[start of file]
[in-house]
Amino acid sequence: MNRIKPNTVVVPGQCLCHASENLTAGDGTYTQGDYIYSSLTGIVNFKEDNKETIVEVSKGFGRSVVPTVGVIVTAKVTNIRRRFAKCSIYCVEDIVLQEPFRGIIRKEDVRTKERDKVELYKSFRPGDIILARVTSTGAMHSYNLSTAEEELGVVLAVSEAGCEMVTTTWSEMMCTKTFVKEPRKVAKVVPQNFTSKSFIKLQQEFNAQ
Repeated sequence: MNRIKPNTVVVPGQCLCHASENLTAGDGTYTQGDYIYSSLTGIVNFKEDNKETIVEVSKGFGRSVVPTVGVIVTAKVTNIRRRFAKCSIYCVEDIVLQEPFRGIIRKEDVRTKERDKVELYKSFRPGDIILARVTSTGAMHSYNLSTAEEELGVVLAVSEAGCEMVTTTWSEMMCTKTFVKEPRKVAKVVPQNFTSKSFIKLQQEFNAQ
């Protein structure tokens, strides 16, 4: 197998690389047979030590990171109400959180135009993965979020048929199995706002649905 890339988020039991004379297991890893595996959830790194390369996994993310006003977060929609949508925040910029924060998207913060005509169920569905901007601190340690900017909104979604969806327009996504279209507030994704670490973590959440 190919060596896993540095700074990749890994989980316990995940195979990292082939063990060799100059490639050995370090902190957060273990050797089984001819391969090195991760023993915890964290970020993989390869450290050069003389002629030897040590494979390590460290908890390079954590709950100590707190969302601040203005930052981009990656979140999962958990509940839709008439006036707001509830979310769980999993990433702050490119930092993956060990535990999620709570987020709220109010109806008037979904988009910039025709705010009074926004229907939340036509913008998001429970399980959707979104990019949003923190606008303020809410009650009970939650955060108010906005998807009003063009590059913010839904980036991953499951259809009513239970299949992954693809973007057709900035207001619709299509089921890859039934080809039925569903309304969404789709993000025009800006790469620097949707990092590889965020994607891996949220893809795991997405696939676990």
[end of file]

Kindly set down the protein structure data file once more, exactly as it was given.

[in-house]
Amino acid sequence: MNRIKPNTVVVPGQCLCHASENLTAGDGTYTQGDYIYSSLTGIVNFKEDNKETIVEVSKGFGRSVVPTVGVIVTAKVTNIRRRFAKCSIYCVEDIVLQEPFRGIIRKEDVRTKERDKVELYKSFRPGDIILARVTSTGAMHSYNLSTAEEELGVVLAVSEAGCEMVTTTWSEMMCTKTFVKEPRKVAKVVPQNFTSKSFIKLQQEFNAQ
Repeated sequence: MNRIKPNTVVVPGQCLCHASENLTAGDGTYTQGDYIYSSLTGIVNFKEDNKETIVEVSKGFGRSVVPTVGVIVTAKVTNIRRRFAKCSIYCVEDIVLQEPFRGIIRKEDVRTKERDKVELYKSFRPGDIILARVTSTGAMHSYNLSTAEEELGVVLAVSEAGCEMVTTTWSEMMCTKTFVKEPRKVAKVVPQNFTSKSFIKLQQEFNAQ
């Protein structure tokens, strides 16, 4: 197998690389047979030590990171109400959180135009993965979020048929199995706002649905 890339988020039991004379297991890893595996959830790194390369996994993310006003977060929609949508925040910029924060998207913060005509169920569905901007601190340690900017909104979604969806327009996504279209507030994704670490973590959440 190919060596896993540095700074990749890994989980316990995940195979990292082939063990060799100059490639050995370090902190957060273990050797089984001819391969090195991760023993915890964290970020993989390869450290050069003389002629030897040590494979390590460290908890390079954590709950100590707190969302601040203005930052981009990656979140999962958990509940839709008439006036707001509830979310769980999993990433702050490119930092993956060990535990999620709570987020709220109010109806008037979904988009910039025709705010009074926004229907939340036509913008998001429970399980959707979104990019949003923190606008303020809410009650009970939650955060108010906005998807009003063009590059913010839904980036991953499951259809009513239970299949992954693809973007057709900035207001619709299509089921890859039934080809039925569903309304969404789709993000025009800006790469620097949707990092590889965020994607891996949220893809795991997405696939676990």